Delaware Sen. Thomas Carper is now the 30th Senate Democrat to come out in support of the Iran nuclear deal, moving President Barack Obama a step closer to having sufficient backing to ensure the deal stands.
Obama is trying to muster 34 votes in the Senate so that lawmakers cannot kill the deal. The 30 senators in support of it are all Democrats and independents who vote with Democrats.
Carper explained his decision to endorse the Iran deal in an opinion piece for The News Journal of Delaware
"America and our five negotiating partners — Great Britain, France, Germany, Russia and China — have reached an historic agreement with Iran to end their pursuit of nuclear weapons for years and, maybe, forever," the Delaware Democrat explained.
"The deal provides Iran an opportunity to rebuild its economy and shed the pariah status it’s borne for decades, a status that belies the culture and history of that nation," he said.
Carper said that he considered the opinions of his constituents before making his decision to support the deal.
Delaware Sen. Chris Coons, also a Democrat, is expected to make an announcement about the Iran deal on Sept. 1 in a speech at the University of Delaware in Newark.
Democratic National Committee Chairwoman Debbie Wasserman Schultz is still reportedly undecided about whether she will support the nuclear deal, The Atlantic
Congress must vote on the deal by Sept. 17. The following describes how votes are likely to play out:
Newsmax reporter Courtney Coren contributed to this report.
- When Congress returns on Sept. 8 from its August recess, debate will begin on a Republican-sponsored "resolution of disapproval" against the deal
- In the Senate, Republicans must gather 60 votes to move the resolution forward under Senate procedural rules. If they can, they will then need a simple majority of 51 votes in the chamber to approve the resolution. It would pass, because Republicans control a majority of Senate seats and most have already come out against the agreement.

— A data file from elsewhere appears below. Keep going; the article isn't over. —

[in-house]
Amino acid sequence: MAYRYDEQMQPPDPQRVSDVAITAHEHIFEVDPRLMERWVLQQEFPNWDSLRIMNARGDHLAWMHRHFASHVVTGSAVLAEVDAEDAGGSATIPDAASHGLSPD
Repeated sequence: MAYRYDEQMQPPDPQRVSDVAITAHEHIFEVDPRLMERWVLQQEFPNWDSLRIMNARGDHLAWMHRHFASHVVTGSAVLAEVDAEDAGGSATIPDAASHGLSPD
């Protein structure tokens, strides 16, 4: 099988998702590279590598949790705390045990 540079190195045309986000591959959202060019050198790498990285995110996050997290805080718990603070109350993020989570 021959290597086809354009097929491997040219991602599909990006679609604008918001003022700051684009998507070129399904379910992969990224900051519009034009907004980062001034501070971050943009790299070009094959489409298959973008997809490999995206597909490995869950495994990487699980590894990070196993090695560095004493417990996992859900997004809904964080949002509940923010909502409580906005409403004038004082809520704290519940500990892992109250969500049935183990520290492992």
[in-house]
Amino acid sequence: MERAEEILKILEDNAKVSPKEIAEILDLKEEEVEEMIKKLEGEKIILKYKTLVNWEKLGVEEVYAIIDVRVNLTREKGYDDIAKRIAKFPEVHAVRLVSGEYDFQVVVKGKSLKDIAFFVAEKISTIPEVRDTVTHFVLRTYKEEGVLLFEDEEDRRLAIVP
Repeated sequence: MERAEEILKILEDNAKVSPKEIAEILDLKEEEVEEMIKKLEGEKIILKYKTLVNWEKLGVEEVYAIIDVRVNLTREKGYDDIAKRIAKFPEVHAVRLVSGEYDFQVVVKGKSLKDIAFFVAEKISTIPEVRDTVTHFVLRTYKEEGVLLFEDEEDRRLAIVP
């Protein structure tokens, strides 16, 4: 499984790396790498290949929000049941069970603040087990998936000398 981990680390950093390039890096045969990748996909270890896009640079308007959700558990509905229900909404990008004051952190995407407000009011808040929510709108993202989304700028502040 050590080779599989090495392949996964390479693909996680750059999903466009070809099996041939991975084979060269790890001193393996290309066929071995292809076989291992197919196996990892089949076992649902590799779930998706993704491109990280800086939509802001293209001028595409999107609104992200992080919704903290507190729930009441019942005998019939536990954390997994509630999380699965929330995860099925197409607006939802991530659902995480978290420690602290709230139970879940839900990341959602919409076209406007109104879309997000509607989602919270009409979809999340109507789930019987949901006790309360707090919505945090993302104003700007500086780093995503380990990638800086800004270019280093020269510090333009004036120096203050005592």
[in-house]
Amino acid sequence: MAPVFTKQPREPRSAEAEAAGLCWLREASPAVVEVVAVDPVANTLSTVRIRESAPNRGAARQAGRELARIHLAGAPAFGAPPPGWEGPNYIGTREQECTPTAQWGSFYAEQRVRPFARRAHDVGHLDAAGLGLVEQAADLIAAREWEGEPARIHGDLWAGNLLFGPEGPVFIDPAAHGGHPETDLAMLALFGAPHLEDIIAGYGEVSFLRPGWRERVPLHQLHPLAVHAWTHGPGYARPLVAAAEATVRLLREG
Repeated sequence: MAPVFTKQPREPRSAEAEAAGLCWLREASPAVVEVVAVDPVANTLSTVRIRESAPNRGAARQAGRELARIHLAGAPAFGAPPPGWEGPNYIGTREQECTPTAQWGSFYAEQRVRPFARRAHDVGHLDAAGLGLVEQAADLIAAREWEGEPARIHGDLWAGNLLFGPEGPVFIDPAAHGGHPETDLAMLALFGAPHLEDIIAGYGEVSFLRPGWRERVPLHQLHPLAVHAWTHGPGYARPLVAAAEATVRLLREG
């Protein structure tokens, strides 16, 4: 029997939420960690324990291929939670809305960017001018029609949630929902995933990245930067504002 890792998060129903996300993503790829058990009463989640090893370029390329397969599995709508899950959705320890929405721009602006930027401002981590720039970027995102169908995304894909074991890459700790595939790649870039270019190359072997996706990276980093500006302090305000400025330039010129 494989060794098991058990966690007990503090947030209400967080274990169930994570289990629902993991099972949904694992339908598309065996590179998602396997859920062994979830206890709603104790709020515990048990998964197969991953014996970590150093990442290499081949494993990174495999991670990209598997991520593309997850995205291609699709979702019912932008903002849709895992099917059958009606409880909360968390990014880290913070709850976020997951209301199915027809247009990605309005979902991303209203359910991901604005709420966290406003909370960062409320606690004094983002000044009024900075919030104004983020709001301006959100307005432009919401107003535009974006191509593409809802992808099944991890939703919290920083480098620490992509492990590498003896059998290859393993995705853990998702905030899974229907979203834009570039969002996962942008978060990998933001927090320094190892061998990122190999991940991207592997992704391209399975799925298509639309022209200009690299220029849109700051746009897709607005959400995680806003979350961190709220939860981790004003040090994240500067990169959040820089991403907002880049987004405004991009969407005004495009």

- There is no similar procedural barrier in the House. The resolution is expected to easily win approval there. Republicans hold 246 seats in the 435-seat House.
- If both chambers approve the resolution, it would go to Obama's desk for review. He has vowed to veto it.
- If he does so, opponents would then try to override the veto. This would take a two-thirds majority vote in each chamber. The Senate has 100 members; the House, 434, plus one vacant seat.
- Democrats could block an override in the Senate with 34 votes. So far, 30 senators have committed to voting in favor of the deal; 31 have said they will oppose it.
- In the House, if Republicans voted unanimously against the deal, they would need to get at least 44 Democrats to vote with them to override a veto.
- The Iran deal is not a treaty, so it does not need the two-thirds vote in the Senate to be ratified. The "resolution of disapproval" mechanism was included in a law Obama signed in May giving Congress the right to weigh in on the nuclear deal with Iran.
- If Congress were to pass a resolution of disapproval and override a veto, Obama would be barred from waiving most of the U.S. sanctions imposed on Iran over its nuclear program. Proponents of the agreement say this would kill the deal.
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